Why the U.S. Has a Gender Gap in Study Abroad
An article from the Washington Post shows that roughly 300,000 U.S. students study abroad each year and 65% of those students will be women. Many educators have studied and tried to explain the gender gap and have suggested multiple reasons why men are less likely to study abroad, including leaving their peer groups on campus, lower GPAs, language barriers, and a perception that study abroad will not benefit them.
Despite all these reasons I still chose to venture off to a new side of the world. Don’t get me wrong, I had my doubts about leaving my family and friends behind as well as a concern that my double major course requirements wouldn’t fit. Any time I brought up the idea of studying abroad to my friends they would ask, “Why would you want to leave college?” The main motivation for me was talking to numerous men in their senior year at my university who wished they had studied abroad. They pushed me to just apply and see what happened. I knew this was probably a once in a lifetime chance to try something new.
Making Friends and Traveling Together
Our IFSA-Butler orientation group was comprised of roughly 23 women and 15 men. I found a group of guy friends who shared similar interests with me in the first couple of weeks. It was easy to make similar friendships to those I have at home because everyone abroad is starting all over too. I asked my friend Connor his thoughts on studying abroad, and he said, “I had a misconception that America had the best education system, but I was quick to learn why UCD is ranked within the 1% of higher education institutions world-wide.” My friend Mason said that, “Many of my fraternity brothers did not to venture off-campus, but now they are filled with regret after they see my Instagram posts.”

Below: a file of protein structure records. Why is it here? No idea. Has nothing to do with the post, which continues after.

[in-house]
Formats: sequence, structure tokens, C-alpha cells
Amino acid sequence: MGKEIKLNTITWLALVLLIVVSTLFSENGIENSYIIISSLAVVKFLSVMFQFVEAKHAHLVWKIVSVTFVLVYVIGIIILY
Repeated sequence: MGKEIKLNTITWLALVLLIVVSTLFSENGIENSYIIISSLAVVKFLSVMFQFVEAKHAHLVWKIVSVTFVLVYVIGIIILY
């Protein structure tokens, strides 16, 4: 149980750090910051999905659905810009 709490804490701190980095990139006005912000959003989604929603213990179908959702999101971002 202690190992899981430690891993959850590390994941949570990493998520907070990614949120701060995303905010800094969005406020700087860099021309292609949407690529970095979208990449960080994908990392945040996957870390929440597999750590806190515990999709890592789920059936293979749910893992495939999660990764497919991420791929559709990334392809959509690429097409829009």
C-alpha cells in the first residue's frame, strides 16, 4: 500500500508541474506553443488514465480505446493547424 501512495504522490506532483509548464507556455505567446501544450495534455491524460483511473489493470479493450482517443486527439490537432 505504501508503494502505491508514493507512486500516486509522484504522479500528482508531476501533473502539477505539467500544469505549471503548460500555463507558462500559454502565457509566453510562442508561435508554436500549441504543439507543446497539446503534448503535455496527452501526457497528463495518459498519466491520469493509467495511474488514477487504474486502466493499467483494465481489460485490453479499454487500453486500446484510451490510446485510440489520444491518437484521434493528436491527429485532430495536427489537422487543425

Recently for spring break we traveled to the Amalfi Coast in Italy. My friends and I booked our trip through a travel agency and were surprised to find out we were the only 4 guys in a group of 53. In the 3-day trip we befriended many of the girls who were surprised that we had even come on the trip. Even though it is a bit strange to have such a huge unbalance between genders, I do not regret going because I had the best time of my life.
Why Men Should Study Abroad
I want to challenge all men in college who currently have the opportunity to study abroad to take a chance on it. Getting out of your comfort zone and visiting an unfamiliar place can open new doors for you. It looks amazing on a college resume and is a great conversation starter during an interview. In a world that is becoming more diverse and interconnected, it is good to have some familiarity with different cultures. It could also be a deciding factor between two potential candidates that are equally matched for the same position, but one studied abroad and the other did not.
Eric Mojica is a double major in accounting and finance at Providence College and studied abroad with IFSA-Butler in Ireland at University College Dublin in Spring 2017. He is a First Generation Scholar for IFSA-Butler through the First Generation Scholarship Program.